Finding Actual Pirate Treasure

A Lecture by Barry Clifford

The real pirate life was exciting and dangerous, but also democratic and egalitarian. The Whydah reveals the true story behind piracy and those who lived aboard-a story more compelling than anything Hollywood could dream up.

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West African jewelry, buttons, buckles-and, of course pirate treasure: gold, silver, and pieces of eight.

The real pirate life was exciting and dangerous, but also democratic and egalitarian.  The Whydah reveals the true story behind piracy and those who lived aboard-a story more compelling than anything Hollywood could dream up.

 The Whydah left Africa in 1716, bearing the weight of human cargo. Reaching Caribbean waters, the ship was seized by Sam Bellamy, commander of a growing fleet of pirate ships. After a season as a pirate ship, the Whydah, with Bellamy aboard, was caught in a nor’easter off  the coast of Cape Cod in 1717, and sank.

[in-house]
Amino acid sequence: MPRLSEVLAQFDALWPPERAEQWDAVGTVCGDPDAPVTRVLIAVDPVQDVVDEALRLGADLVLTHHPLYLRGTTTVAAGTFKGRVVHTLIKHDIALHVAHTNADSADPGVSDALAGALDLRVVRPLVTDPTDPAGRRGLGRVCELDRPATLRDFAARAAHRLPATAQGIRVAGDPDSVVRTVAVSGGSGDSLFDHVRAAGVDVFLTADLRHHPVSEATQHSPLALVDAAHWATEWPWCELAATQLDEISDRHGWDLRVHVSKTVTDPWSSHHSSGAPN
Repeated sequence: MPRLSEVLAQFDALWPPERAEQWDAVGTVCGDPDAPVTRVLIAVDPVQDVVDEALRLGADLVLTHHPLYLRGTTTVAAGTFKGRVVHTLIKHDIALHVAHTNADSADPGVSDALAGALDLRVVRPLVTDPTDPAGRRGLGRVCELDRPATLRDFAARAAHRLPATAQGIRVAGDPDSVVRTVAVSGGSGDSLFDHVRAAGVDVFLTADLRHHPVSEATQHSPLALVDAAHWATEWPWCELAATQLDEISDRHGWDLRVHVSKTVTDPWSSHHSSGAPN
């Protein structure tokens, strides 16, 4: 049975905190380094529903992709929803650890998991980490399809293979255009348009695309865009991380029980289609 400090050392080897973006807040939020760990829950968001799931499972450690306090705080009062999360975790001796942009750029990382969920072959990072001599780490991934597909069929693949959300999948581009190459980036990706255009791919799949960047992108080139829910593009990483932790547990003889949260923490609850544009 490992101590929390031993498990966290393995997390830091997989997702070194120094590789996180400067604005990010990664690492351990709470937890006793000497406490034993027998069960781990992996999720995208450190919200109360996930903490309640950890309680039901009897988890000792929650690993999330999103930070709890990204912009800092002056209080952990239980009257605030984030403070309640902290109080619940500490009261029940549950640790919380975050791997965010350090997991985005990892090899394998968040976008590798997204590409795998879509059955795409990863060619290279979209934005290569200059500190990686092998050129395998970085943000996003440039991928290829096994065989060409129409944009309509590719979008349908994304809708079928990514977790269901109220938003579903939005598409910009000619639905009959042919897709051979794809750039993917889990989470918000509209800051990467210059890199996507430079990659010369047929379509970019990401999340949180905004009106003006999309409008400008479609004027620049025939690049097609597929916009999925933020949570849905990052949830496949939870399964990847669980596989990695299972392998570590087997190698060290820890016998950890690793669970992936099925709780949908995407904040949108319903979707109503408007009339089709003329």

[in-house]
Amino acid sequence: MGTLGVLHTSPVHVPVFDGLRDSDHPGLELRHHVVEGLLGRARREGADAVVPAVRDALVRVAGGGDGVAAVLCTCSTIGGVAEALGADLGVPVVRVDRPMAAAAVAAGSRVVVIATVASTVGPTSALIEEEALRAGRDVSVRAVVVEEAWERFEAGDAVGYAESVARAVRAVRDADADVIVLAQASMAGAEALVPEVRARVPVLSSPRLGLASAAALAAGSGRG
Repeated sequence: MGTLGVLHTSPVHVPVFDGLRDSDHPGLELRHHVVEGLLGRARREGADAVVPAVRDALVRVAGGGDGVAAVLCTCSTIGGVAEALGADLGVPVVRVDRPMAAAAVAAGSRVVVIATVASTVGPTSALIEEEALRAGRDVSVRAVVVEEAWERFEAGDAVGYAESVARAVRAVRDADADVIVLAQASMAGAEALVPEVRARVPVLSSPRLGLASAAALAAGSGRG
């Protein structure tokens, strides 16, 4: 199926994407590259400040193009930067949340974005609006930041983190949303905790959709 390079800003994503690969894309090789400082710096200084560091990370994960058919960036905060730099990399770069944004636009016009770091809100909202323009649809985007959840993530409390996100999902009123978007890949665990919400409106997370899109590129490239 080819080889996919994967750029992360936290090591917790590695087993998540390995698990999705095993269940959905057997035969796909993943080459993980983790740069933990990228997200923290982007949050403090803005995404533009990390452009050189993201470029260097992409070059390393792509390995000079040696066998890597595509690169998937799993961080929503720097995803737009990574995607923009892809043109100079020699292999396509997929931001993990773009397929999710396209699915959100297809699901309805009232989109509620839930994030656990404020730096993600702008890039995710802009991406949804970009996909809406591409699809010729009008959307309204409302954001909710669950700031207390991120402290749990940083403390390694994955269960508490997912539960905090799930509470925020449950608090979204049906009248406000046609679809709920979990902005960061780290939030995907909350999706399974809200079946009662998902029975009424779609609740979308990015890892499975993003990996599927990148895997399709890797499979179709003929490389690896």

In 1984 she was discovered by intrepid diver Barry Clifford and his team, who have braved Cape Cod’s icy waters for years recovering artifacts from the Whydah, including cannon and pistols, navigational equipment, West African jewelry, buttons, buckles-and, of course pirate treasure: gold, silver, and pieces of eight.

The real pirate life was exciting and dangerous, but also democratic and egalitarian.  The Whydah reveals the true story behind piracy and those who lived aboard-a story more compelling than anything Hollywood could dream up.

 

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